Llívia is a town of Cerdanya, province of Girona, Catalonia, Spain. It is a Spanish exclave within the French region of (Pyrénées-Orientales département). In 2009, the municipality of Llívia had a total population of 1,589.
Llívia is separated from the rest of Spain by a corridor about 2 km wide, which includes the French communes of Ur and Bourg-Madame.
The Esteve Pharmacy, located in Llívia, is a medieval pharmacy, one of the oldest in Europe, founded at the beginning of the 15th century. It keeps albarellos, antique drugs, prescription books, and is one of the most important collections of its kind in Europe.
Llívia was the site of an Iberian oppidum which commanded the region and was named Julia Libica by the Romans. It was the ancient capital of Cerdanya in antiquity, before being replaced by Hix (commune of Bourg-Madame, France) in the Middle Ages. During the Visigothic period, its citadel, the castrum Libiae, was held by the rebel Paul of Narbonne against king Wamba in 672.
In 1659, the Treaty of the Pyrenees ceded the comarques of Roussillon, Conflent, Capcir, Vallespir, and northern Cerdanya ("Cerdagne") to the French crown. Llívia did not become part of the French kingdom as the treaty stipulated that only villages were to be ceded to France, and Llívia was considered a city and not a village due to its status as the ancient capital of Cerdanya.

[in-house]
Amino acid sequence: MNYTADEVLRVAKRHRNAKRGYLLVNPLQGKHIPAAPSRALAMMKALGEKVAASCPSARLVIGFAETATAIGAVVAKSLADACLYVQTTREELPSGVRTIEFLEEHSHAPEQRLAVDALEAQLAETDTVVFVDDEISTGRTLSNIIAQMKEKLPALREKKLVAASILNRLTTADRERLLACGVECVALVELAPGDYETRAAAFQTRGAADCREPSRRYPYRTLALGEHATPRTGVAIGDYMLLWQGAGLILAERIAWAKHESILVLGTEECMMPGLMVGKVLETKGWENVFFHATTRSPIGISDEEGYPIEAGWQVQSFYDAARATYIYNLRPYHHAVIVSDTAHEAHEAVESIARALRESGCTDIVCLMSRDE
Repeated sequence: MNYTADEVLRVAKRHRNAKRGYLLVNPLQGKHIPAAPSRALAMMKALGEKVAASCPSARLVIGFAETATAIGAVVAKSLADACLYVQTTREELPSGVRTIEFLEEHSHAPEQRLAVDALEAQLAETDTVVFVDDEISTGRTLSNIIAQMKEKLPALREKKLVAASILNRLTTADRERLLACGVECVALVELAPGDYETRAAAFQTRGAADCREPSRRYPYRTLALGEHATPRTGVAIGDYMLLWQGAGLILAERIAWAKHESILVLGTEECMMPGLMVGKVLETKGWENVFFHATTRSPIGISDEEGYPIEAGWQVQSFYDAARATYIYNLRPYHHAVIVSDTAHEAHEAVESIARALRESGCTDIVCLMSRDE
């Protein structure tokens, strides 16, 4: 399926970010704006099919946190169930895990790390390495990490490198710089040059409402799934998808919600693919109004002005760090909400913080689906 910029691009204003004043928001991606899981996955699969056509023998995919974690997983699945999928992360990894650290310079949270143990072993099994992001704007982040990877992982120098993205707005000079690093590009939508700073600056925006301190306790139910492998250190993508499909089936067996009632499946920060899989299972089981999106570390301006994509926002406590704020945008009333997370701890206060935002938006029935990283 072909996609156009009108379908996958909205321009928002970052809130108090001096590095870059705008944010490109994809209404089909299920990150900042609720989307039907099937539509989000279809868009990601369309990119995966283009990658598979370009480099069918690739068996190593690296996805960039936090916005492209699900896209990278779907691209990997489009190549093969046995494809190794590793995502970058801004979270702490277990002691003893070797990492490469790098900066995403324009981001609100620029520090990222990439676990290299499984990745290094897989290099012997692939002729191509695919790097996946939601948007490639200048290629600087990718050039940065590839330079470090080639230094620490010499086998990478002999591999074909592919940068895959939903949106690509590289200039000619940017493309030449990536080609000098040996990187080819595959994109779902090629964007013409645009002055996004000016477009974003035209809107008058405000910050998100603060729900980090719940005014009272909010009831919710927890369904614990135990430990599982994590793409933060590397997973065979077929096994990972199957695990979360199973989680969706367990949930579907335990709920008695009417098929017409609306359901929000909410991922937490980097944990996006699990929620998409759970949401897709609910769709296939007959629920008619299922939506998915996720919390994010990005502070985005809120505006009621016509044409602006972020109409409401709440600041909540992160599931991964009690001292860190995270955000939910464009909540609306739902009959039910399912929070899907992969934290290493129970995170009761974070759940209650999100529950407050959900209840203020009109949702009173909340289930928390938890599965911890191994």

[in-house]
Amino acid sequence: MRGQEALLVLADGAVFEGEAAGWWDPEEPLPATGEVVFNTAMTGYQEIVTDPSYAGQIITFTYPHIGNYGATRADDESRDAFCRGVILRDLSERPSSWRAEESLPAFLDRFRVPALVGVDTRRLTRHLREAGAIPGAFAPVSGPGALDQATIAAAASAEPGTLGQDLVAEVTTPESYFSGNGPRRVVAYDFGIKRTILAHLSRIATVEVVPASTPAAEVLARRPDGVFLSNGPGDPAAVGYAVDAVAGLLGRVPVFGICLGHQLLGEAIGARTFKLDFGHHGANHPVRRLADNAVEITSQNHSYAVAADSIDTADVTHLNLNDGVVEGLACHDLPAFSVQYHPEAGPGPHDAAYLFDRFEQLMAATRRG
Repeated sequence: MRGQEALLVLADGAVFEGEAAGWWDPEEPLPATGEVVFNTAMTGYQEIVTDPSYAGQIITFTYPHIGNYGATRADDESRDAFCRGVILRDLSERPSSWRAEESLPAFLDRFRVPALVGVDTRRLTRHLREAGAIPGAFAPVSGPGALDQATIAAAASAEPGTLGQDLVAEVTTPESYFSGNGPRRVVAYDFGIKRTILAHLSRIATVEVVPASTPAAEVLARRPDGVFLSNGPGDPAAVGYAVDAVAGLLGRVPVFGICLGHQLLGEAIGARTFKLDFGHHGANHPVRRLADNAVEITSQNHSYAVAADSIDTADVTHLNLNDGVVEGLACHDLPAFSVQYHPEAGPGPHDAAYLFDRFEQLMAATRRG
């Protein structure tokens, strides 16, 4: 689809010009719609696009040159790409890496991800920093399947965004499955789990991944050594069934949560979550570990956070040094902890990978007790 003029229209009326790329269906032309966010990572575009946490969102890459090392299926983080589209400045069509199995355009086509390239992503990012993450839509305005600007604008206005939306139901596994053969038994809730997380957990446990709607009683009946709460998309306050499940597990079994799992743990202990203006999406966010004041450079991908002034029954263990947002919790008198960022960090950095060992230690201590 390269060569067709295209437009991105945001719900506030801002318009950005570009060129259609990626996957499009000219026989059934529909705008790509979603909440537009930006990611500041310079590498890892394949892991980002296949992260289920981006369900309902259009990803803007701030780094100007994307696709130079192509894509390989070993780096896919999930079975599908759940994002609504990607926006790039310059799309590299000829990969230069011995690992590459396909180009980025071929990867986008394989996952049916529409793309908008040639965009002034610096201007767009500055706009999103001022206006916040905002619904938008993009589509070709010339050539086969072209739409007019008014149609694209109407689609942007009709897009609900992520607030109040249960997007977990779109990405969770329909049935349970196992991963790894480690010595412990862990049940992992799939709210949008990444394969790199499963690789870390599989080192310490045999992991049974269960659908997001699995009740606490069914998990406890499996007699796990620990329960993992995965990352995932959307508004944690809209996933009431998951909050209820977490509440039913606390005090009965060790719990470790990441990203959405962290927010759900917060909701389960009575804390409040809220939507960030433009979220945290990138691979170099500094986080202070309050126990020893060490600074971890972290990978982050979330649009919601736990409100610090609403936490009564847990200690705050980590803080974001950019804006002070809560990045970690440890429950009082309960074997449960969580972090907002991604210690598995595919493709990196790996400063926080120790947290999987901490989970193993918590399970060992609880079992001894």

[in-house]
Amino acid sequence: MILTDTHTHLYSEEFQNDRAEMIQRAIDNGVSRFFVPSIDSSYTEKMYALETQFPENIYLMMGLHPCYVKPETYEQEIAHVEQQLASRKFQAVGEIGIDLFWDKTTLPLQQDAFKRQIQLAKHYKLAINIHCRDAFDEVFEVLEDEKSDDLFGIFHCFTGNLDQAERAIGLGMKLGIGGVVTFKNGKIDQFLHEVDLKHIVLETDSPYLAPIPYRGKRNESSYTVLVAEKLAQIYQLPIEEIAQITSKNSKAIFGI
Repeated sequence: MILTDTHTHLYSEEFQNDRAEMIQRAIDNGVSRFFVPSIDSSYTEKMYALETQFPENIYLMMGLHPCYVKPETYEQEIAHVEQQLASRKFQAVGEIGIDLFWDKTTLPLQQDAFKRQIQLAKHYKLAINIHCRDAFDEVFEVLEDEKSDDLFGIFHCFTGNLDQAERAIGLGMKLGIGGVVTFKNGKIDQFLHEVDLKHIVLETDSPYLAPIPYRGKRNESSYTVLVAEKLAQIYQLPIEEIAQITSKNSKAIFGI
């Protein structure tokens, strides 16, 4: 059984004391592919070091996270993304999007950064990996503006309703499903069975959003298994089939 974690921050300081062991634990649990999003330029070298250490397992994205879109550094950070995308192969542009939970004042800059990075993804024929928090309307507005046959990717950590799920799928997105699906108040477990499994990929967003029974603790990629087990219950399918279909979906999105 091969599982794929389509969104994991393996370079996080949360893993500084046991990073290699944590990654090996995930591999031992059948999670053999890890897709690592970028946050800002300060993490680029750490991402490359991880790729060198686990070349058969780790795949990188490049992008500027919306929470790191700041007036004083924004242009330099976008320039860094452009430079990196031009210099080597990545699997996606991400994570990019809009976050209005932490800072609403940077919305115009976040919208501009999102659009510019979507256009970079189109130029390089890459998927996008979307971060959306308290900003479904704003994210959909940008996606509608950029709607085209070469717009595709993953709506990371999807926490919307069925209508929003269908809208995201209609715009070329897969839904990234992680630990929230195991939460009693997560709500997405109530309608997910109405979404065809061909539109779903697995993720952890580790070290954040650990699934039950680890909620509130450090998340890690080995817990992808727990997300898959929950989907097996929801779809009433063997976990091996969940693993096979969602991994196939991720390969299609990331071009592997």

In 1939, at the end of the Spanish Civil War, there was some discussion of Llívia remaining a free territory of the defeated Republican government, but this was never carried out.
Every second complete week in July, classes about traditional and popular festivities and festivals in Catalonia, and different performances by leading artists. Official website
- Panareda Clopés, Josep Maria; Rios Calvet, Jaume; Rabella Vives, Josep Maria (1989). Guia de Catalunya, Barcelona:Caixa de Catalunya. ISBN 84-87135-01-3 (Spanish). ISBN 84-87135-02-1 (Catalan).
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